23 SPE can be used to enrich (increase the concentration of) trace chemical species Example Limit of Detection of a Mass Spectrometry-based detector method (i.e., GC-MS): 1 pg on column Example GC-MS injection volume: 2 µl Typical concentration of environmental tracer in water: 1 ng/L Two good test questions (to me at least): 1.True/False: The concentration of this tracer is high enough to be detected at a concentration above the LOD with out enrichment? 2.If the answer to (1) is FALSE, what is the necessary amount of enrichment for this sample?

24 Enrichment Sample Problem The method LOD for caffeine in surface water for an HPLC-MS/MS method is ng/ml (concentration in the sample extract) What is the necessary amount of enrichment for this sample if 1250 ml of water is collected as a sample and the anticipated concentration range is ng/L in the samples? (The injection volume for this method is 15 µl)

25 SPE can be used to remove interferences and simplify the matrix of the collected sample Removal of interfering compounds by SPE (interferences stuck to SPE cartridge, and not eluted, or pass-through upon loading) Solid-Phase-Extraction/nav.htm?cid=

26 A Few (personally) Relevant Examples SPE may be necessary to remove matrix interferences/simplify the sample matrix (as in a sample matrix of urine

27 SPE can be used to reduce ion suppression in for techniques involving mass spectrometry detection Solid-Phase-Extraction/nav.htm?cid=

28 SPE can be used to separate the sample into different analyte classes Development/nav.htm?cid=

29 SPE Issues/Specific Method Development Issues Sometimes, you are looking for 4 of the same class of analytes – Good for you! Other times, you are looking for a variety of analyte classes: weak bases, weak acids, zwitterions, etc. – I’m sorry…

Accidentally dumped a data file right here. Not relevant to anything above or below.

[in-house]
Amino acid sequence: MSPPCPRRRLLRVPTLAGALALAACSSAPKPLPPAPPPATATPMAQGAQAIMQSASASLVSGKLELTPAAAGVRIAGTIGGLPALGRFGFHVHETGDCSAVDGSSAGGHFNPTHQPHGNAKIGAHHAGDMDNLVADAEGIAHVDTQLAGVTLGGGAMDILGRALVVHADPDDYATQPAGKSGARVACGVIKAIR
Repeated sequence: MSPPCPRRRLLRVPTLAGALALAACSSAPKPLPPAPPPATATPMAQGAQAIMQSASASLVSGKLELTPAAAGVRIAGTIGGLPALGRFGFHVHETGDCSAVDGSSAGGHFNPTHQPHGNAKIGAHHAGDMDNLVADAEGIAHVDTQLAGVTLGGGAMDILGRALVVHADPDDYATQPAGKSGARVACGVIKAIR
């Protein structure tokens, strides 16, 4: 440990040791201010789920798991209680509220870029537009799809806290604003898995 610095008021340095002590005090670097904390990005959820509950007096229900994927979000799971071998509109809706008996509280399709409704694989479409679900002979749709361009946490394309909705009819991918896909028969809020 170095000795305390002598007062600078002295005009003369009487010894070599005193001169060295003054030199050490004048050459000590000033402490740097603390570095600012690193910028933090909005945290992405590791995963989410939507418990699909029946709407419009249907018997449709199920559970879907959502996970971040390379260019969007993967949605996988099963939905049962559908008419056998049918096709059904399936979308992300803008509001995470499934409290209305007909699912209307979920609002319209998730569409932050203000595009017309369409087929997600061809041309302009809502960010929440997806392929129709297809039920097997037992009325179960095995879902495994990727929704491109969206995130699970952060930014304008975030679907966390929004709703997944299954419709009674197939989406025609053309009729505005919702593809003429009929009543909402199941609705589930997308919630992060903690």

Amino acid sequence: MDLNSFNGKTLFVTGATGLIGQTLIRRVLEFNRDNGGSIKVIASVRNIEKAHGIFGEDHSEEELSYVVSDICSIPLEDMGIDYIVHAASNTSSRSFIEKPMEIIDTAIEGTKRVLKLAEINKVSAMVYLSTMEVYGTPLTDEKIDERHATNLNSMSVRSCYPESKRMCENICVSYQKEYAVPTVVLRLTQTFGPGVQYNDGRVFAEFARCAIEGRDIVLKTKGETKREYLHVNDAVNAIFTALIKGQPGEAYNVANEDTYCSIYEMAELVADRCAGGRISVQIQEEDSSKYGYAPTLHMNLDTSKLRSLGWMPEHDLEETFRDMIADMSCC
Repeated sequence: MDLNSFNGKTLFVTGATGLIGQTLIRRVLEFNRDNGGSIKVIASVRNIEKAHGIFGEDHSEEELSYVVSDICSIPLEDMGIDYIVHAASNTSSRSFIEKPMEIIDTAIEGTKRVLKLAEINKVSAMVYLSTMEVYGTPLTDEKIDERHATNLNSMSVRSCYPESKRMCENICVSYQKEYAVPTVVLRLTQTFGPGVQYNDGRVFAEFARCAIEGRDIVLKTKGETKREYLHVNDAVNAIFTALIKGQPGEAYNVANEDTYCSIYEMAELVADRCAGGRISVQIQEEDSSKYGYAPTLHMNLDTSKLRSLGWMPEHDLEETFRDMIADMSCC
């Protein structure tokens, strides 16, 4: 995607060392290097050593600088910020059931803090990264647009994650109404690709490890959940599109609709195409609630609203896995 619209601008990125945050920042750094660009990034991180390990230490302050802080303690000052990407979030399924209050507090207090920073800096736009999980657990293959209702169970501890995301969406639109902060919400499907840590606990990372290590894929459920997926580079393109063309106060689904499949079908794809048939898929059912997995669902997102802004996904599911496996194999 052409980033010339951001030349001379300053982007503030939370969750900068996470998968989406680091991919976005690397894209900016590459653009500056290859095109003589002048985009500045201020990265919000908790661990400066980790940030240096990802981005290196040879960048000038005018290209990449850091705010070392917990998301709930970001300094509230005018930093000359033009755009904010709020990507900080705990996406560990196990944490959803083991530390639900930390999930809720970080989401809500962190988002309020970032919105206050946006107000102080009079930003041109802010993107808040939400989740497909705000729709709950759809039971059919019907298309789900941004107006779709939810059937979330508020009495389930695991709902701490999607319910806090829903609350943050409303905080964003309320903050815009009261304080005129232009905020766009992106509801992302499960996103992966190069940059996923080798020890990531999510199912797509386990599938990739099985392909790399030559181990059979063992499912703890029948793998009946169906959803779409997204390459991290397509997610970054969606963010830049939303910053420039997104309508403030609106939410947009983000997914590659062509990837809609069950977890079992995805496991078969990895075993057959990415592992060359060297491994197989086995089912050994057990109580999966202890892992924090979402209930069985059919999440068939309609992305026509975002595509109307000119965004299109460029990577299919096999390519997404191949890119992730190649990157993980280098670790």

30 Wastewater Tracers Nicotine/Cotinine: Stimulant/ stimulant metabolite Sucralose: Low-calorie sweetener Caffeine/Paraxanthine: Stimulant/stimulant metabolite

31 Sulfonamide Antibiotics Sulfamethoxazole: Human and veterinary antibiotics Sulfamethazine: Widely used veterinary antibiotic for meat-producing animals Sulfadimethoxine: Veterinary antibiotic, approved for human use in some countries (Russia)

32 pKa Values Sulfadimethoxine pKa 1 = 2.13, pKa 2 = McClure, E. L., Wong, C.S. J Chromatogr. A 1169, 2007, Qiang, Z., Adams, C. Water Research, 38, 2004, pKa 1 pKa 2

33 Filtration Spike w/ isotopically- labeled recovery surrogates Filter (0.7, 0.45, 0.2 µm pore size in sequence) removes dissolved matter and some biological material pH Stabilize pH at 8 ± 0.1 Extraction Extraction with nonpolar “Oasis HLB” solid phase extraction cartridge concentrates analytes and removes (some) sample matrix interferences Elution + Evaporation Samples are eluted with organic solvent (methanol and/or methanol/MTBE mixture) and then concentrated to ~150 µl Final Sample Matrix Preparation 150 µl sample is brought up to 1500 µl with pH = 2.8 acetic acid and spiked with 10 µl Internal standard mixture Measurement by HPLC-MS/MS Samples collected in 1liter LDPE cubitainers or 1250 ml glass bottles ~18 samples = ~20 person-hours of lab time